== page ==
And not just because I haven’t been here in 30 years.
One of the funny things about being adopted is my parents talk about when they “got” me, as opposed to most parents who “have” kids. Not that it’s bad or anything, just a funny thing that pops up in conversation now and again. Just days after I was “gotten” in July 1974, the Goudie tribe headed up to Walloon Lake in the northern Lower Peninsula, for a two-week vacation with two other families, the Dunn’s and the Baker’s. This would repeat itself each August until I was 8 or 9 – I’ll get the exact year we stopped going sometime in the next year, because I’m about halfway through scanning all 10,000 of my dad’s 35mm slides, but that’s a story for another day. And many posts.
I frequently find that the things that are magical memories in the first decade of my life don’t match up to the lackluster reality when I revisit the actual locations. The places change, the people change, or maybe it’s just the soft-focus halo of time separating the now from the then; whatever the reason, the reality behind the curtain just can’t measure up.
So it was with much trepidation that I pulled into the little village of Walloon Lake at 39 years old, at least thirty years since our last stay in Cottage #1. I’ve already scanned 4 or 5 trips’ worth of Walloon pictures, which only heightened the level of mysticism and reverence which I held for this place. Spending so much time during that formative decade at this place puts Walloon pretty high on the “things I actually remember from childhood” list, so there was potential devastation if I arrived to find that I had been wrong all along.
Today was a beautiful day for the long drive northward, much of which occurred with the radio blasting and all four windows down. As I neared Boyne Falls, I decided I wanted to stop and visit Boyne Mountain Resort, where we had hiked at least twice during summer trips to Walloon, and we had also visited for skiing several winters during the 1980’s. Boyne Mountain kind of popped the memory bubble, with its condos blanketing the base of the mountain, faux-Alpine village, and golf carts everywhere. I had planned to hike up the mountain, but I couldn’t even bring myself to get out of the car. Thankfully, Boyne Mountain bubble-bursting wasn’t that big a deal – had this been Nub’s Nob, that would be a different story.
I swung into Walloon, drove by the Walloon Lake Inn, then looped around the south/west side of the lake, took some back roads back to the village, then drove up the north side of the lake, before deciding I wanted to hit Petoskey State Park before checking into my hotel for the night. Petoskey was a frequent day trip for us during those Walloon visits, because it’s just a few minutes up the road. Petoskey is beautiful! I honestly remember very little of the city from my childhood, but I was struck by the town as I drove through and instantly wished I lived there. The idyllic homes of Bay View and their dizzying views of Little Traverse Bay nearly caused me to drive off the road, but since traffic was stop-and-go due to road construction, no vehicular assaults occurred. There was a very strong westerly wind that was whipping up three- and four-foot waves across the bay. I counted at least six kiteboarders, and there was another guy actually surfing at PSP – with enough wave height to cut back and forth.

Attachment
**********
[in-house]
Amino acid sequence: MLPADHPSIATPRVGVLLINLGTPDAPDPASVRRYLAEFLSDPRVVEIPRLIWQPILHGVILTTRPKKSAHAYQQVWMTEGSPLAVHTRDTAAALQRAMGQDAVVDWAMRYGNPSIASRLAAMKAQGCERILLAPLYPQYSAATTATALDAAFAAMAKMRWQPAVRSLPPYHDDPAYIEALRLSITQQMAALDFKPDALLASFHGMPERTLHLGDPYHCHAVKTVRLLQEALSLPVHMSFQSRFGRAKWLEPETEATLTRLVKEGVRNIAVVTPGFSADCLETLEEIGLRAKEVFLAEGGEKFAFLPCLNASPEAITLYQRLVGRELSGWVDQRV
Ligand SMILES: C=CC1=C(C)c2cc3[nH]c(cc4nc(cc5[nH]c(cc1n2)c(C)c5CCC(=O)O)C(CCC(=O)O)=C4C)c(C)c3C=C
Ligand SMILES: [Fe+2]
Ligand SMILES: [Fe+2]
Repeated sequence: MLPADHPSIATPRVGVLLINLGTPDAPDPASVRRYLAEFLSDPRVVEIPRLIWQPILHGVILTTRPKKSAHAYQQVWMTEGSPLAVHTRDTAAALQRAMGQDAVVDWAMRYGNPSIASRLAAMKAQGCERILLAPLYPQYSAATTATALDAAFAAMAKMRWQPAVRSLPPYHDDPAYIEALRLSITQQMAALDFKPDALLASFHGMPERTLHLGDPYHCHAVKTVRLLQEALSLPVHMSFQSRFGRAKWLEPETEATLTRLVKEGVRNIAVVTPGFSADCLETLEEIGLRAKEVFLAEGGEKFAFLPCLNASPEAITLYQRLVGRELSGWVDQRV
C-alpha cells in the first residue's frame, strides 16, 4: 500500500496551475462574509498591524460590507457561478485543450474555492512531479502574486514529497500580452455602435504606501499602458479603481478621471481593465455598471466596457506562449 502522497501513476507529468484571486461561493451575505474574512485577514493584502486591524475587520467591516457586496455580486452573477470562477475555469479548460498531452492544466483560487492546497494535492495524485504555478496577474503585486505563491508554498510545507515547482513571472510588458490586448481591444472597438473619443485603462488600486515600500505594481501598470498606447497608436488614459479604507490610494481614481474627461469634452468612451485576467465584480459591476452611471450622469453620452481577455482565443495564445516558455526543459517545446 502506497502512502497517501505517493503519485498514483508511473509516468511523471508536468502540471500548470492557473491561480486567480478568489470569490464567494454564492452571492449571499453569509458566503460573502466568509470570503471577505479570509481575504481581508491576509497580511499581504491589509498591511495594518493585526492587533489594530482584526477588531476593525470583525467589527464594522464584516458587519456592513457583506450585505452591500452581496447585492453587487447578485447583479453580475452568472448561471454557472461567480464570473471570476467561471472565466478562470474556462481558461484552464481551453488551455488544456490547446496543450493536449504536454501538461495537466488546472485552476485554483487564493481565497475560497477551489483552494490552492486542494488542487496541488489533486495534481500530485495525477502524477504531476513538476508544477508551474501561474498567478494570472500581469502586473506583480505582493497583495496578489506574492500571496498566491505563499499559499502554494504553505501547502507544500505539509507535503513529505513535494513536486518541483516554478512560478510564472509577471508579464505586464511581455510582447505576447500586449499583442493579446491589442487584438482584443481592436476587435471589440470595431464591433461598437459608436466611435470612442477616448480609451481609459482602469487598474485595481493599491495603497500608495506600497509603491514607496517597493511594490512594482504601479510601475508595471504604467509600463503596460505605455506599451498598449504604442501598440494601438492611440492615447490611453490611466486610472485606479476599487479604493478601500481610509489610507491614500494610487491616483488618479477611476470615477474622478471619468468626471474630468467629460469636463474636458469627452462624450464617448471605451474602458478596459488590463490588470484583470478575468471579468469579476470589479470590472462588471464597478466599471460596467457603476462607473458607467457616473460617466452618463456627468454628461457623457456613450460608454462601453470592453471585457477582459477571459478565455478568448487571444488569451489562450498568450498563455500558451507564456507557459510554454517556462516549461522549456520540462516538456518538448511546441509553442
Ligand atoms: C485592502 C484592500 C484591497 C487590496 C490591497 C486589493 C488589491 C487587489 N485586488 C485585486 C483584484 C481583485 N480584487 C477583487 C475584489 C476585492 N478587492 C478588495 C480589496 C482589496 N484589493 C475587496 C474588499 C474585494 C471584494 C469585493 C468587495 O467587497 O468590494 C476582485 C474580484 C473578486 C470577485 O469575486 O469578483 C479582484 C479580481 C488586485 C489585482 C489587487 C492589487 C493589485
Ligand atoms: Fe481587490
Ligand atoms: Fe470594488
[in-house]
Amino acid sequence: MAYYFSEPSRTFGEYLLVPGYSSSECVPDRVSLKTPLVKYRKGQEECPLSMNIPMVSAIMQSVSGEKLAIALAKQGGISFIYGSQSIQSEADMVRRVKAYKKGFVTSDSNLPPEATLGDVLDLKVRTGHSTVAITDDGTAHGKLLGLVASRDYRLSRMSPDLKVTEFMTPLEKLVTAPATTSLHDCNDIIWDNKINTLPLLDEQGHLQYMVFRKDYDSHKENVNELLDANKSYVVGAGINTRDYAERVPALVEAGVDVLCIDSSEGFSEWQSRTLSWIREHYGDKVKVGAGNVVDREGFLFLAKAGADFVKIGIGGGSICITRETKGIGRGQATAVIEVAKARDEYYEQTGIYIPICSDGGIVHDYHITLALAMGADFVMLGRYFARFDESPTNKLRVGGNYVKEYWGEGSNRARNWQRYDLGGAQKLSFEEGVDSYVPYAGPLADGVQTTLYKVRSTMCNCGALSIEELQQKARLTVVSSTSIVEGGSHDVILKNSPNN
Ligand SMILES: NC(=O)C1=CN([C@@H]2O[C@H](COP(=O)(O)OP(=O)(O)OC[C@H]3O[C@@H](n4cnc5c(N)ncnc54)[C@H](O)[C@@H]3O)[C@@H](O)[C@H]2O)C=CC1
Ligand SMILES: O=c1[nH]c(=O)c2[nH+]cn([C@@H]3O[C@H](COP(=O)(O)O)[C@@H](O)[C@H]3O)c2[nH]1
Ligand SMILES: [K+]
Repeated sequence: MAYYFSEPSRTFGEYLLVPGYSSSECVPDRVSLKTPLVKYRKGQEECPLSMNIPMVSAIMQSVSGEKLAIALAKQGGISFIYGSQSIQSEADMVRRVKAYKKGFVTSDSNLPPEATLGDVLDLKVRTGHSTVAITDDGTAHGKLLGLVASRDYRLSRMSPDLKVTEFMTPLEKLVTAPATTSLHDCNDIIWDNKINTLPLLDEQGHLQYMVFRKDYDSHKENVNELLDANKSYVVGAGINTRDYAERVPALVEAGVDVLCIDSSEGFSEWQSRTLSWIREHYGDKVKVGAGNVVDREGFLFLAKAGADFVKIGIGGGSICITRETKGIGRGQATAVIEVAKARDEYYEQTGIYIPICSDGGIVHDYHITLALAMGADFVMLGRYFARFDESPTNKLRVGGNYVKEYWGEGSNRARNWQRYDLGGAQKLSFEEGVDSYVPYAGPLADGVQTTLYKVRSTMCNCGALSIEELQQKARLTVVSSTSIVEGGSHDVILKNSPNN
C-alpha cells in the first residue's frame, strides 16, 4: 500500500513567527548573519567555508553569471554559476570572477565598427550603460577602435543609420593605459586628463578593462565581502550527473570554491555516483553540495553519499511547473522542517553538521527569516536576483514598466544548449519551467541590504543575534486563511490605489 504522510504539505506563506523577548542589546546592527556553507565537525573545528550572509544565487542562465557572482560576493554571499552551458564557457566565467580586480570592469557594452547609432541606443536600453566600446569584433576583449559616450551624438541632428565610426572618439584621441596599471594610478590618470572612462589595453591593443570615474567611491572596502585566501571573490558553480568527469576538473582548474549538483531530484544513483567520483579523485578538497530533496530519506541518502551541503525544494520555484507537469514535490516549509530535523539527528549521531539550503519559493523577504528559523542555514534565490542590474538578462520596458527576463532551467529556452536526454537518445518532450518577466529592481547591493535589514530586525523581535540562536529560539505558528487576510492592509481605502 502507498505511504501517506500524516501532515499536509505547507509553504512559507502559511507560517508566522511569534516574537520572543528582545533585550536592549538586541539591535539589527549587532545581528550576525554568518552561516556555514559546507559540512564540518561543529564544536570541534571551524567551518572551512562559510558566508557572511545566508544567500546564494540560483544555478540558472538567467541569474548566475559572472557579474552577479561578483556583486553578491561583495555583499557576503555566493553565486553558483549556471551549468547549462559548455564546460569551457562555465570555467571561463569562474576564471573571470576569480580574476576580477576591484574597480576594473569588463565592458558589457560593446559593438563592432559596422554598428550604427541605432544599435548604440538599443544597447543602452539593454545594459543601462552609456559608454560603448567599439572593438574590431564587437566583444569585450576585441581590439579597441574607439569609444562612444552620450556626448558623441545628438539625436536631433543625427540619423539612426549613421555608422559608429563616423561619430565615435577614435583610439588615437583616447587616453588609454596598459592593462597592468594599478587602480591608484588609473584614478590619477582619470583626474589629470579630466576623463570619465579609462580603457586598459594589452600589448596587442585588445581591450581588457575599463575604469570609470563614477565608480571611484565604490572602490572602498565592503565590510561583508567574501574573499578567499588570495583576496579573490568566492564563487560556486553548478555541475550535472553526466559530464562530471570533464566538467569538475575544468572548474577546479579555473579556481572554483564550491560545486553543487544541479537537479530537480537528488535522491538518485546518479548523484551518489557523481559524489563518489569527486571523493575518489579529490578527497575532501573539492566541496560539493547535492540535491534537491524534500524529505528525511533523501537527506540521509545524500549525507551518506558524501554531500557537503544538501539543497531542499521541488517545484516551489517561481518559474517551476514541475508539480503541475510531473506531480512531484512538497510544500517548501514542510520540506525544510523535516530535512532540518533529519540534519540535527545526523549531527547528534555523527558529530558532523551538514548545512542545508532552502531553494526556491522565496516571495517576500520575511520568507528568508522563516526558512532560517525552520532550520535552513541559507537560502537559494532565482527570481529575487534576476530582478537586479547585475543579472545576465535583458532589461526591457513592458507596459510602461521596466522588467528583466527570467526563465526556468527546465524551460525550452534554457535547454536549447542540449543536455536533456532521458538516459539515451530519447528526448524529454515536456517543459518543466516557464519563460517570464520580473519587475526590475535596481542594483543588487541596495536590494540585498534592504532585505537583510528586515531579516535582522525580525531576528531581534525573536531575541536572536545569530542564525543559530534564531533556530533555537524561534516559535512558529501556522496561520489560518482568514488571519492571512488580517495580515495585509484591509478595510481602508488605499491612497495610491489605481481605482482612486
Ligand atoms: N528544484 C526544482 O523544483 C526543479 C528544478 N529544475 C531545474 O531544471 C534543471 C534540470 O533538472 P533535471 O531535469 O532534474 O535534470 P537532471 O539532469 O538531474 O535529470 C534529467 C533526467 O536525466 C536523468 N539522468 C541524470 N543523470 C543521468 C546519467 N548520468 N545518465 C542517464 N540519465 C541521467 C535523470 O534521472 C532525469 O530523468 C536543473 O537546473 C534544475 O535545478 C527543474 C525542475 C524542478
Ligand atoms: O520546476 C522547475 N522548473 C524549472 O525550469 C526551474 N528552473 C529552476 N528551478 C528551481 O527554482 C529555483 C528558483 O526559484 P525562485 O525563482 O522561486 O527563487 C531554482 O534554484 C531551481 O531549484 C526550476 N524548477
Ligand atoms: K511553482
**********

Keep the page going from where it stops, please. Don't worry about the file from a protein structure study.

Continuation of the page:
I hopped back in the blue Focus and made my way back down to Walloon, where I had an excellent dinner at the Barrel Back: Black Bean Nachos, Heirloom Tomato & Green Bean Salad, and the best S’more I’ve ever consumed for dessert (cinnamon ice cream!!). The restaurant is right over the water at the west end of the lake, so the waves were coming right at us, and watching boats come into the marina with the strong winds made for some entertaining viewing. I didn’t spot any Wayfarers sailing the lake, but there was a Sunfish zooming back and forth and jumping waves.
Happily bloated, I headed over to the Walloon Lake Inn to claim my room, which I successfully managed after trying to figure out where to get in the building (check in at the bar – duh!). I grabbed my camera and headed across the street to check out the view from the dock:
It was at that point that I finally could identify Cottage #1. See, it looks a bit different now than it did in 1978:
I’m happy to report that this place still feels magical, even though I’m now goat-old and the houses are new and there are massive docks at every house with three boats and the general store where we bought the candy is now a greenspace and the marina is a fancy restaurant and all those changes have happened – but Walloon Lake is still spectacular. I’m sure I was told about Hemingway’s history here when I was young, but I didn’t remember it at all until I read about it today, and I immediately see how he could find this place so inspiring. It’s rare that such a built-up memory doesn’t disappoint, but now I’m kind of mad that we stopped coming here – what kind of parents were you? (I kid). I want to bring my kids here, because the experience for them can still be as good as it was for me and my cohorts.
After a walk, I settled into an Adirondack chair to wait for the sky to light up with sunset, before I made my back to the end of the dock to capture a few frames of the day’s end: